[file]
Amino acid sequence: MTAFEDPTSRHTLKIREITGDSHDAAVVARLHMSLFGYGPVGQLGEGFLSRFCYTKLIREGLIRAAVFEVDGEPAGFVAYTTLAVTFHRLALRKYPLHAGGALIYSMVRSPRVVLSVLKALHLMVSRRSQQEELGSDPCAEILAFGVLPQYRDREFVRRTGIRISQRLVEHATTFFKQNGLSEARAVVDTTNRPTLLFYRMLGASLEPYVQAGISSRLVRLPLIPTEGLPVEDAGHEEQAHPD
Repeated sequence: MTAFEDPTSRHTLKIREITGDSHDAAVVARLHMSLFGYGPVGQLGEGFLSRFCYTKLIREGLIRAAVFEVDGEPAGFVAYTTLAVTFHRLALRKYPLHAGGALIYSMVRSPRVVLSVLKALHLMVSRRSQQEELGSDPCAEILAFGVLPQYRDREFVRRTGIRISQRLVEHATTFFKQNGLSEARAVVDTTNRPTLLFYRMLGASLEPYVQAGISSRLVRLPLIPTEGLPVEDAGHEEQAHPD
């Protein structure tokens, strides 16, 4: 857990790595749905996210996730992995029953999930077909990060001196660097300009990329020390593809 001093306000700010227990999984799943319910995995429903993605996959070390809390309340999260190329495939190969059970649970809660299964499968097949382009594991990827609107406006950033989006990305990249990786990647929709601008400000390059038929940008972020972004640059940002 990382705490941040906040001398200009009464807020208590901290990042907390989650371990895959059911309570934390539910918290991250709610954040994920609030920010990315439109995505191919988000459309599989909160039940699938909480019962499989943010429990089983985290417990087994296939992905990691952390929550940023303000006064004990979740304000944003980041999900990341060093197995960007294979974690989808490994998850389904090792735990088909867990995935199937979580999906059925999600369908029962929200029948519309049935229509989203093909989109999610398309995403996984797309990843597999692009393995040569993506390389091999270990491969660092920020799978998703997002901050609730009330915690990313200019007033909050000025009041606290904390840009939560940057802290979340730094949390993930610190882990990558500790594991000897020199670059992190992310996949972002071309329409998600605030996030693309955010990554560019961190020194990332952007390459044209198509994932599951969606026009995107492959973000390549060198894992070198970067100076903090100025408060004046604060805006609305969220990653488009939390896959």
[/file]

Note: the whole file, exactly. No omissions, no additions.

Amino acid sequence: MTAFEDPTSRHTLKIREITGDSHDAAVVARLHMSLFGYGPVGQLGEGFLSRFCYTKLIREGLIRAAVFEVDGEPAGFVAYTTLAVTFHRLALRKYPLHAGGALIYSMVRSPRVVLSVLKALHLMVSRRSQQEELGSDPCAEILAFGVLPQYRDREFVRRTGIRISQRLVEHATTFFKQNGLSEARAVVDTTNRPTLLFYRMLGASLEPYVQAGISSRLVRLPLIPTEGLPVEDAGHEEQAHPD
Repeated sequence: MTAFEDPTSRHTLKIREITGDSHDAAVVARLHMSLFGYGPVGQLGEGFLSRFCYTKLIREGLIRAAVFEVDGEPAGFVAYTTLAVTFHRLALRKYPLHAGGALIYSMVRSPRVVLSVLKALHLMVSRRSQQEELGSDPCAEILAFGVLPQYRDREFVRRTGIRISQRLVEHATTFFKQNGLSEARAVVDTTNRPTLLFYRMLGASLEPYVQAGISSRLVRLPLIPTEGLPVEDAGHEEQAHPD
């Protein structure tokens, strides 16, 4: 857990790595749905996210996730992995029953999930077909990060001196660097300009990329020390593809 001093306000700010227990999984799943319910995995429903993605996959070390809390309340999260190329495939190969059970649970809660299964499968097949382009594991990827609107406006950033989006990305990249990786990647929709601008400000390059038929940008972020972004640059940002 990382705490941040906040001398200009009464807020208590901290990042907390989650371990895959059911309570934390539910918290991250709610954040994920609030920010990315439109995505191919988000459309599989909160039940699938909480019962499989943010429990089983985290417990087994296939992905990691952390929550940023303000006064004990979740304000944003980041999900990341060093197995960007294979974690989808490994998850389904090792735990088909867990995935199937979580999906059925999600369908029962929200029948519309049935229509989203093909989109999610398309995403996984797309990843597999692009393995040569993506390389091999270990491969660092920020799978998703997002901050609730009330915690990313200019007033909050000025009041606290904390840009939560940057802290979340730094949390993930610190882990990558500790594991000897020199670059992190992310996949972002071309329409998600605030996030693309955010990554560019961190020194990332952007390459044209198509994932599951969606026009995107492959973000390549060198894992070198970067100076903090100025408060004046604060805006609305969220990653488009939390896959």